by alejandra

"I'm in Africa," he says to her over Americanos. He doesn't put sugar in his; he never does. "It's hot there."

She's halfway done with hers and trying to make it last longer. If she can make it last longer, she can stay with him longer.

The eyepatch is disconcerting, but she likes to stare at his face. He makes her stomach fluttery, like the first time she met Billy. His mouth always looks like it wants to smile but doesn't remember how; that reminds her of Billy too. She knows how that feels -- the smiling thing -- although she thinks he knows a bit better than her.


"Are you still in Africa?" she asks next time. She sips an iced latte slowly. There's a lot of vanilla syrup at the bottom that she can't stir into the coffee because there's too much ice in her cup.

"Nah." He's stretched out, one leg on either side of hers under the table. If he brings his knees up to sit properly instead of slouching, she thinks they'd totally unbalance the table and spill his overfull mug of hot coffee. He's drinking it black today.

She kind of likes the way his legs are hot against hers.

"Where are you now?" She takes another sip of latte and gets only the syrup again. It's a little bitter, when it's not mixed into coffee.

"Flying to China."


"There's another." He stops for a second, his eyes darting one way and then the next. "We shouldn't be here; it's not safe."

"It's safe," she says softly. "I promise."


He's rubbing his eye. Well -- he's rubbing the patch.

"Does it hurt?" She wants to know. It's rude to ask, but he doesn't look offended.

"Not much. Not really. The memory does." Hot, black coffee again. He looks tired. His t-shirt is ripped at the collar. They're in a different café this time -- he says this one is safer because it's indoors. She pretends she doesn't know that nothing is really safe for anyone anymore.

"Memories are --" She pauses. Her coffee is black too, because he ordered it for her. She was late today; things were happening. She sips it. It's bitter like the vanilla syrup from last time, but hot and it soothes. Kind of. "Memories hurt more, I think. Because, you know."

"Yeah, I know. Over and over and over." His voice is grim. He must still be in China; China always depresses him. But not as much as Thailand does, or South Korea. He's been to both places and he doesn't like to talk about it. She's never -- she's been to Germany and Canada and New Zealand and Australia, and once she went to Mexico, and she's been to every state, even Alaska. He told her he was sure she didn't want to go to South Korea, and she's sure he's right.


"You're late again," he says. Her coffee is waiting for her. It's frozen, with whipped cream on the top.

It took her a minute to find him this time, because he was sitting in the back, with his back against the garden wall, at a small table with an umbrella over it. The rain doesn't seem to bother him; he must be in a desert.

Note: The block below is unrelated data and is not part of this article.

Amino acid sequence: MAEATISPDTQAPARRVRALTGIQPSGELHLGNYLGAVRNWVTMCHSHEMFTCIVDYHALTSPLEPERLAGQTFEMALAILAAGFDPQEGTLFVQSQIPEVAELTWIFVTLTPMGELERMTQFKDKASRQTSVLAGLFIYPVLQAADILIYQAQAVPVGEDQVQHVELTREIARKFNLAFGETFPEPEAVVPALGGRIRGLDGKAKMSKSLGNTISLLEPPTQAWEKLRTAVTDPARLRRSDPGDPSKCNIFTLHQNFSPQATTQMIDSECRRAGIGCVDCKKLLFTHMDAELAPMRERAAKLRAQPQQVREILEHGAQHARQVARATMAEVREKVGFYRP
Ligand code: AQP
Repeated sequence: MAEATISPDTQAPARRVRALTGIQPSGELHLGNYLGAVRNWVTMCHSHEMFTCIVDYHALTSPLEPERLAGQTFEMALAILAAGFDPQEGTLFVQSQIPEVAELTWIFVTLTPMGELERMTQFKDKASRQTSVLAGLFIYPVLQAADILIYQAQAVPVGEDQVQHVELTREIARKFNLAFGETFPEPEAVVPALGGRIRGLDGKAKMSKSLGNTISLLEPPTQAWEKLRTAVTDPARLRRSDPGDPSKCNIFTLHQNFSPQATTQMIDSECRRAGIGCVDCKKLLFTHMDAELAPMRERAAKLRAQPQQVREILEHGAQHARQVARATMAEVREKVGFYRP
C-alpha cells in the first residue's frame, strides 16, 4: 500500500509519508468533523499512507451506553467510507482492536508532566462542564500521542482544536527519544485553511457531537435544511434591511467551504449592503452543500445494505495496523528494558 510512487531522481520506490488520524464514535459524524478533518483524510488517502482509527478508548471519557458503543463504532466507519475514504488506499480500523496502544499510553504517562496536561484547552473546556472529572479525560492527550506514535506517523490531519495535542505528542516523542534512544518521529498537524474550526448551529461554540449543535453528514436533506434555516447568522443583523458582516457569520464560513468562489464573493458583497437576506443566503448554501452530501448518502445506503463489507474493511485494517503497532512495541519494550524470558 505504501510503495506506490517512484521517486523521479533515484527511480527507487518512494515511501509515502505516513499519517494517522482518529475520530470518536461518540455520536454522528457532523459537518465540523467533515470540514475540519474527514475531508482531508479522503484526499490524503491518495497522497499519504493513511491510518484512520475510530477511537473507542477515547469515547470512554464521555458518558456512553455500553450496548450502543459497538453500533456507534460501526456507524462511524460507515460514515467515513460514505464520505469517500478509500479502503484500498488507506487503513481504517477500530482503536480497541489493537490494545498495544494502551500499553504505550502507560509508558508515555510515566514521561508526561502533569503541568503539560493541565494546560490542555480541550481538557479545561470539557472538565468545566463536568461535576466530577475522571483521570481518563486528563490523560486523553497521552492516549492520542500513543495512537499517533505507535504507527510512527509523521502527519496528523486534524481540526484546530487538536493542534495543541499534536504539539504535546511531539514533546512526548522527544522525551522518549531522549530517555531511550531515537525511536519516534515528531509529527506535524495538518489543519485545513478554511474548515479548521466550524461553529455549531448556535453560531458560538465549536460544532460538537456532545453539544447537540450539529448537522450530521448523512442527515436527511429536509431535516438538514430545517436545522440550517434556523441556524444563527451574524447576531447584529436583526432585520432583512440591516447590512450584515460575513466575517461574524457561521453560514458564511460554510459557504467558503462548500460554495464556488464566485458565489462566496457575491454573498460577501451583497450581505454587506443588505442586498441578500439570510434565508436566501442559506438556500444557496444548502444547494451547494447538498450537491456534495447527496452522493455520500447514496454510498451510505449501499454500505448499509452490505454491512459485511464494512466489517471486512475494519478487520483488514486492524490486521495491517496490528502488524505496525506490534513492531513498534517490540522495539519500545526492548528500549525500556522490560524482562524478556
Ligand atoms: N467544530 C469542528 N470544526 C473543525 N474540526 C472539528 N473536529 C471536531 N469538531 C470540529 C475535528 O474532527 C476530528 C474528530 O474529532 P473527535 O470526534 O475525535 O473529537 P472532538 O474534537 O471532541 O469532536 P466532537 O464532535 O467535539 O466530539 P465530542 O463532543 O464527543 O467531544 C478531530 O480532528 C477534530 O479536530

"Sorry," she says. "My brother. He."

"Your brother?" he asks. She doesn't usually talk about her family to him -- he needs her more than she needs him, and she knows it. He knows it too, she thinks. Maybe that's why he's always waiting for her -- she never has to wait for him.

"He's kind of, like, famous," she says. Understatement of the year much? But he's nodding like he knows. But he doesn't. He can't.

"Yeah," he finally says. "I have some friends like that."

"Like -- her?" she asks. The girl who is always in the corner, watching, suspicious of everything, her long blonde hair blowing in the breeze, even when there's no breeze. She's not even wet.

"No. That's Tara. She watches out for me. Sometimes." He glances at her -- at Tara -- and then back to Hannah. "It's hard."

"What about..." Hannah stops, hesitates. "Am I allowed?"

"Of course you are." He glances up at the umbrella. "Maybe next time, okay? I think I'm late." And then his arm starts to bleed. Hannah looks down at her coffee, and when she looks up again, he's gone.


She sees Tara first. Now that Hannah knows her name, she sees her a lot, even after he's gone, even when Tara isn't supposed to be there. Tara is really pretty, even though she's always dressed like she's going to a Renaissance fair.

Noticing Tara has Hannah noticing other things, too, like even when it rains, it's bright and sunny. Even when the coffee sits between them for hours, it never gets cold -- or, sometimes, the ice never melts. That's his magic, Hannah thinks.

"I don't have magic," he tells her. "I'm the one who's normal."

"Why would I be here if you didn't have magic?" she asks, but he doesn't answer her.

Instead he says, "Tell me about your brother?" and she feels annoyed.